Insecurity: Chief Emeka Anyaoku sends powerful message to Buhari, NASS


Former Common Wealth Secretary General Chief Emeka Anyaoku

By Ikechukwu Chidiebere Okoli

In the news today, Former Secretary-General of the Commonwealth, Chief Emeka Anyaoku, has urged President Muhammadu Buhari and the National Assembly to take urgent steps to arrest the present security situation in Nigeria.

Quoting the Nigeria and Commonwealth Statesman, to him, such steps would prevent the country from drifting into anarchy.

Anyaoku, made this view yesterday at the launch of a book, titled Dadi, the Man, the Legend, written by Dillibe Onyeama, in honour of a former judicial icon, Justice Dadi Onyeama, in Abuja.

He pointed out that the emerging scenarios in the land were ominous signs that needed to be checked without further delay.

Anyaoku said: “Let me now come to my message to President Buhari and all members of our National Assembly. The message is two-faced: Nigeria is on the brink; and our foremost national challenge is the management of our country’s diversity.

“Every diverse federal country throughout the world achieves political stability and socioeconomic development through successfully managing its national diversity. There are two common keys to this. The first is having an inclusive central government which gives the peoples of the component parts of the federation a sense of belonging that in turn underpins the sense of unity and patriotism in all the citizens.

“The second is having adequate delegation of powers to the federating units to enable them handle their internal security and significant aspects of their socioeconomic development.

“However, today, Nigeria is on the brink. For no objective observer, including those in the government, can deny that the current state of affairs in our country is extremely worrisome.

“We see an unprecedented diminution of national unity; we see an unprecedented level of insecurity of life and property with kidnappings and killings of human beings occurring virtually everyday in many parts of the country, including the seemingly unchecked violence by Fulani herdsmen which has spawned fractious controversies over the proposed Ruga policy by the federal government.

“For the sake of peace and integrity of the country, the Ruga policy must be handled with circumspection and strictly in accordance with our extant constitution’s provisions on land tenure. And, we see that all these unwholesome developments are accompanied by a worsening level of poverty that is leading to Nigeria fast becoming the poverty capital of the world.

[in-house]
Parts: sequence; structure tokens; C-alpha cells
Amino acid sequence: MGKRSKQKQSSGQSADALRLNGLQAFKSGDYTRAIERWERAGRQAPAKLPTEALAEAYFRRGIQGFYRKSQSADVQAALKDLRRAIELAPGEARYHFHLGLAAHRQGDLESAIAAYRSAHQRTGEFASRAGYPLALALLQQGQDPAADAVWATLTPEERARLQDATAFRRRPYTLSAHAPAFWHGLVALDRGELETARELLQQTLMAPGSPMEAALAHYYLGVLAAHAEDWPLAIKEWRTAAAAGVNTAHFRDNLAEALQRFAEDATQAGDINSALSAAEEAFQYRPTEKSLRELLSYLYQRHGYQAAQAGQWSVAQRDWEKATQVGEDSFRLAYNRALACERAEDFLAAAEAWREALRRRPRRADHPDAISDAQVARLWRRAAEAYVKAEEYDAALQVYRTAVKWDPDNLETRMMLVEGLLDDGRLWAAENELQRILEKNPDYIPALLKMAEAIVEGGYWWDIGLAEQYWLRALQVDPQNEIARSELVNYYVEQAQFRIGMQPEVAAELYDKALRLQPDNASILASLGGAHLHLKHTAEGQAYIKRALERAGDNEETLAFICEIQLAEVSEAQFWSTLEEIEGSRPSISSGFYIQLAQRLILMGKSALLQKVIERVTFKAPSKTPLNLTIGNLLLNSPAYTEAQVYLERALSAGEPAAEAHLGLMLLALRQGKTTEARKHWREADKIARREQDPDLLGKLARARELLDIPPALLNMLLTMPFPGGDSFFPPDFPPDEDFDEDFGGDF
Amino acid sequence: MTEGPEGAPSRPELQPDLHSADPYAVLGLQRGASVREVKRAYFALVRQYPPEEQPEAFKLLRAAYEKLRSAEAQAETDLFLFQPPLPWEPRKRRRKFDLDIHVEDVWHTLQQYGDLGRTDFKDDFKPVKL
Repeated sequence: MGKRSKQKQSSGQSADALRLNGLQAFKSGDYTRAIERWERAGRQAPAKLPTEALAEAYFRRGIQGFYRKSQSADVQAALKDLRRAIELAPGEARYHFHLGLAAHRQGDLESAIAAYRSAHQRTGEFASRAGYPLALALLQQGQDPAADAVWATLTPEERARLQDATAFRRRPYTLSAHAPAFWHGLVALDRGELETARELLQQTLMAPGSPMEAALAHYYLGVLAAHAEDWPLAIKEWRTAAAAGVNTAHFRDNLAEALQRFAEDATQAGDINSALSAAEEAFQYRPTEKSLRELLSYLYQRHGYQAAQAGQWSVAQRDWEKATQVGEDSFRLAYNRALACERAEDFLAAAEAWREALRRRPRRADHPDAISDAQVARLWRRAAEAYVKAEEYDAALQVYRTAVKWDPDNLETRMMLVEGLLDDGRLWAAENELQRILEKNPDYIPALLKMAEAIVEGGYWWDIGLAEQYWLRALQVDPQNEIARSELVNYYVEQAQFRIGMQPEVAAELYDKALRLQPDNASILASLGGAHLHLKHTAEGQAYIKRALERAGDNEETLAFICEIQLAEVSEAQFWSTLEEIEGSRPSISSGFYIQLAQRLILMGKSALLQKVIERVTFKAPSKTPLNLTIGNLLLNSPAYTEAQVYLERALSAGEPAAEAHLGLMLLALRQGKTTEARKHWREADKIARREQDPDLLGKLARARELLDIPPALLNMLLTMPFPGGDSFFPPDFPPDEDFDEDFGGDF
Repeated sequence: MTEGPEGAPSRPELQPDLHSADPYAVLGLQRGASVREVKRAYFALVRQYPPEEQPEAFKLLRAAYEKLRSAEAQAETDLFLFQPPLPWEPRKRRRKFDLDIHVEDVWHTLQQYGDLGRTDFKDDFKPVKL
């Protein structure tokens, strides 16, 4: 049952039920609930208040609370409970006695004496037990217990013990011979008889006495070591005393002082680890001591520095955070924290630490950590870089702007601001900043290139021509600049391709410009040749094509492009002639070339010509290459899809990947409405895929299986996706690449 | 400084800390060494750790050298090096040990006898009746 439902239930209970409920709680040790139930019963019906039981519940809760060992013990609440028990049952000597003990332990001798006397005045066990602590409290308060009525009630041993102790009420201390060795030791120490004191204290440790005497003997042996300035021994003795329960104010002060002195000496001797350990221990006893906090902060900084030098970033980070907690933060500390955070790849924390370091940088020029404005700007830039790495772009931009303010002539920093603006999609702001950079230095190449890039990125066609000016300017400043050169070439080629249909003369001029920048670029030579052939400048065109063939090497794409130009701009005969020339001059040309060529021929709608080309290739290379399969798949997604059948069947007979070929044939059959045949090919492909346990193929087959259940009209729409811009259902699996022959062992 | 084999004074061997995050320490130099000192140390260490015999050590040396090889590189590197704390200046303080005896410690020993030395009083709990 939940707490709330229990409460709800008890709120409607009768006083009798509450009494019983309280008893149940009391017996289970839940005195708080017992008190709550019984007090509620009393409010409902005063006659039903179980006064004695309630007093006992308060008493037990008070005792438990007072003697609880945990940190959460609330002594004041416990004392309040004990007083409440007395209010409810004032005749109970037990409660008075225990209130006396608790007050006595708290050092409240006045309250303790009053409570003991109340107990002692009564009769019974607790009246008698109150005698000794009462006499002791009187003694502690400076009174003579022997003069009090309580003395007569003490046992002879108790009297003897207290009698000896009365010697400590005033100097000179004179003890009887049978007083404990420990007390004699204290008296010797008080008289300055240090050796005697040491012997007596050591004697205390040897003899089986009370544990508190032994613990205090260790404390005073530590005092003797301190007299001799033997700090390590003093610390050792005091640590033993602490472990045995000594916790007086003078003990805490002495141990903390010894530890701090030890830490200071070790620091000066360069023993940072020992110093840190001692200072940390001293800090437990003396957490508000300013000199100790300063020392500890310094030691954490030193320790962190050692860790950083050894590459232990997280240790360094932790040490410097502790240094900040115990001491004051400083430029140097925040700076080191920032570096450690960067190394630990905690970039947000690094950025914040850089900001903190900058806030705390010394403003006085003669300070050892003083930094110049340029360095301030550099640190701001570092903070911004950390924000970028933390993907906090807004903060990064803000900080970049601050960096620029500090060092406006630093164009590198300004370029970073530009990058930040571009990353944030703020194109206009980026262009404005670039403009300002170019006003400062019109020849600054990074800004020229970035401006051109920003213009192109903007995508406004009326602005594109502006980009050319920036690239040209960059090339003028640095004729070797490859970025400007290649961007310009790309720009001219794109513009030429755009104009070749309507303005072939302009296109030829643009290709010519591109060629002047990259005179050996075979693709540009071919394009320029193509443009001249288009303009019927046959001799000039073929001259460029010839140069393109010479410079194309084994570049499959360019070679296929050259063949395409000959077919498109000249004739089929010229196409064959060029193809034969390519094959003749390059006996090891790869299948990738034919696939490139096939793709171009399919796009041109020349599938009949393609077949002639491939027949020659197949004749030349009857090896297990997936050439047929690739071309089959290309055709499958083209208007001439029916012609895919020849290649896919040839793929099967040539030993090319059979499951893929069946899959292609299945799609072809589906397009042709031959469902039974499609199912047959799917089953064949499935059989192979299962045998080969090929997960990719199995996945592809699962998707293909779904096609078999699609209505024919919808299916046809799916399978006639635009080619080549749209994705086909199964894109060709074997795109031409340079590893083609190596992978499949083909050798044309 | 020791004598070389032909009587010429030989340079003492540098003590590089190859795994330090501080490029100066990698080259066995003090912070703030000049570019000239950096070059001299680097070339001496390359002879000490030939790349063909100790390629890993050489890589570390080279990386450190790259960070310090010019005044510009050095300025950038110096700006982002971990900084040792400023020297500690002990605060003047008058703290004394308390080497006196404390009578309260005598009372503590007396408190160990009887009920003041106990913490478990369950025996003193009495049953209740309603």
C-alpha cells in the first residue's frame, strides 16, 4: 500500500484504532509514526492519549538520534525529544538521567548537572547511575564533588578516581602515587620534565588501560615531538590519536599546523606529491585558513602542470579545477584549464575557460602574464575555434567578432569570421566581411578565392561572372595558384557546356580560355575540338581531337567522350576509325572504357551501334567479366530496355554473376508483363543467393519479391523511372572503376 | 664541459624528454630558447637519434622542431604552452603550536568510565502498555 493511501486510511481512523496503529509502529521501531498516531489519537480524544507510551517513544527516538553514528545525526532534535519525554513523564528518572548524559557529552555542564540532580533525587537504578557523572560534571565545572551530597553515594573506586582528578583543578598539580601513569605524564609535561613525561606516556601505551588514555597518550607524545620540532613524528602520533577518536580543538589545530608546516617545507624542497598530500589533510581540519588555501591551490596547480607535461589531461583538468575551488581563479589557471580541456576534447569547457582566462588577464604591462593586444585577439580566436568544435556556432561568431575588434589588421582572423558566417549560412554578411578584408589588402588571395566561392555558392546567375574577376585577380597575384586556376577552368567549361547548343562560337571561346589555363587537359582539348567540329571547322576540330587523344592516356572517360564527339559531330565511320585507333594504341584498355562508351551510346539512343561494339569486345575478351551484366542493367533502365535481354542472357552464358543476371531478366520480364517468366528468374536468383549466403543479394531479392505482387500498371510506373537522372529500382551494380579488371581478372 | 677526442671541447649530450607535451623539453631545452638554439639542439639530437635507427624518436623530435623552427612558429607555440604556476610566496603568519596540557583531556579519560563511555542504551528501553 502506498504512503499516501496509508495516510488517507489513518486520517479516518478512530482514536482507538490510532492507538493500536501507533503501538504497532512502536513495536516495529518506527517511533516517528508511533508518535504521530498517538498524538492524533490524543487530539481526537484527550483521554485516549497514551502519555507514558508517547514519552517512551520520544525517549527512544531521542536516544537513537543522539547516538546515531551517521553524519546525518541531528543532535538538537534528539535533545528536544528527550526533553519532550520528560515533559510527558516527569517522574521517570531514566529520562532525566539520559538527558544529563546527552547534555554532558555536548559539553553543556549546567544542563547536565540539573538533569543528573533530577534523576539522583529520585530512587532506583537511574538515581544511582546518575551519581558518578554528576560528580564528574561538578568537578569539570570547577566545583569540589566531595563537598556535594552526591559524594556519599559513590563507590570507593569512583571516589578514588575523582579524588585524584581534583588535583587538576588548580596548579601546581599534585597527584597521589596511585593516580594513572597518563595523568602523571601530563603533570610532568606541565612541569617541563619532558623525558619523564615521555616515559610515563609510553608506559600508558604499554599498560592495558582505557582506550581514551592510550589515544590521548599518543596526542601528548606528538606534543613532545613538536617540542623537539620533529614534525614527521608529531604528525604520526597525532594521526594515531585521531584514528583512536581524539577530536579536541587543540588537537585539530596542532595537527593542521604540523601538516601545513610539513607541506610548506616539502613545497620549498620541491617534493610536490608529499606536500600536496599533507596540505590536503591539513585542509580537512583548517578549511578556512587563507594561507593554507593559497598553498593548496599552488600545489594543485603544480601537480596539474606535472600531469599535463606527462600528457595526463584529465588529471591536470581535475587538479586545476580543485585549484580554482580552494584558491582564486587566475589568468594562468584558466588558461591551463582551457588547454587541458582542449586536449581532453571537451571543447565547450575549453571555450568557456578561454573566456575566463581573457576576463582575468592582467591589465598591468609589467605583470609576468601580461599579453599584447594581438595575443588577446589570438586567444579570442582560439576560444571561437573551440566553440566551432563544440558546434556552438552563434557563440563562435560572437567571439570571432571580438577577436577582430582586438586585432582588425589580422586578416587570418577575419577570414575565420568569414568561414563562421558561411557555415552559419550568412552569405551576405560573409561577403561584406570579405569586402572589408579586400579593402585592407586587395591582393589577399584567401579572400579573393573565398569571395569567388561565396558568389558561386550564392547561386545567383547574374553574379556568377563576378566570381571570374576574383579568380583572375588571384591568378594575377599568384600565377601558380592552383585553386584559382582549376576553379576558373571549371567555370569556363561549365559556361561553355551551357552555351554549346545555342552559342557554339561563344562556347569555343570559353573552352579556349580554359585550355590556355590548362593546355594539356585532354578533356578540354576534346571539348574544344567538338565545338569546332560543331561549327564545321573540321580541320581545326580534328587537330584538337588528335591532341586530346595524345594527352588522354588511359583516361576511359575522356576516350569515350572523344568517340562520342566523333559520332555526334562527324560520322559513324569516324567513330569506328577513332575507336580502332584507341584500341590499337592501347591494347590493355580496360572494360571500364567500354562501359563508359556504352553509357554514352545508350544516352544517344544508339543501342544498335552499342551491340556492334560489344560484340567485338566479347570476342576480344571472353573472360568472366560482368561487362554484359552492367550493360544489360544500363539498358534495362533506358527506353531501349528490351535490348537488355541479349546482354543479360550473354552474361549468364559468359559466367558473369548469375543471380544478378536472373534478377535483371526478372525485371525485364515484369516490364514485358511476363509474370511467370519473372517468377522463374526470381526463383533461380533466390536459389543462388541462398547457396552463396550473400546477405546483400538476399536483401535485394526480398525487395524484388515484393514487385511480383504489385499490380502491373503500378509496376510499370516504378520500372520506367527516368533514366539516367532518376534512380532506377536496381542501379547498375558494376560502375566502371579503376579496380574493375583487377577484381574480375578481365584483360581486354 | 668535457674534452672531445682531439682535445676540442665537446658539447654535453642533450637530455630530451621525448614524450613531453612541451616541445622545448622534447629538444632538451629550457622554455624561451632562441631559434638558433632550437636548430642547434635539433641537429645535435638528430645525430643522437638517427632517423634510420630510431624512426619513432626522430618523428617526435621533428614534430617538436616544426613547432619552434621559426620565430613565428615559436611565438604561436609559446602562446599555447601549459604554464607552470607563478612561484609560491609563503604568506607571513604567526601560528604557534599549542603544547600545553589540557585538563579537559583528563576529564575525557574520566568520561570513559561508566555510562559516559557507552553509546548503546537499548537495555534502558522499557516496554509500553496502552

“I call on our President, members of the National Assembly, governors, and, indeed, on all our political elite not to continue to live in denial of the seriousness of these glaring facts, if not effectively addressed, are bound to push the country over the brink of a national disaster.’’

Nevertheless, The former Commonwealth scribe noted that Nigeria was already blessed with what was needed to tackle the security challenges before they get out of hand.

However, he stated further: “Fortunately, to provide insightful governance which would facilitate effective tackling of these challenges, Nigeria does not need to reinvent the wheel, if only the people in government and all concerned would learn from our history, thereby avoid validating the saying by the German philosopher, Friedrich Hegel, that ‘the only thing we learn from history is that we learn nothing from history’.

“Because it is undeniable that Nigeria’s history has demonstrated that the economy attained greater sense of national unity and faster progress in socioeconomic development during its period as a true federation of more viable federating units with greater devolution of powers to them as it was in the immediate years after the country’s independence under its 1960/63 constitutions.

“As I have stated on many occasions, I believe that the current travails of Nigeria will be more effectively tackled if the country’s diversity is managed with a structure of governance that draws not only from the present lessons of successful diverse federations, but more importantly, from Nigeria’s own past happier experience during its immediate post-independent years.’’

Editor’s Comment:

What an elder sees sitting down , a boy cannot see even if he climbs to the tree top.

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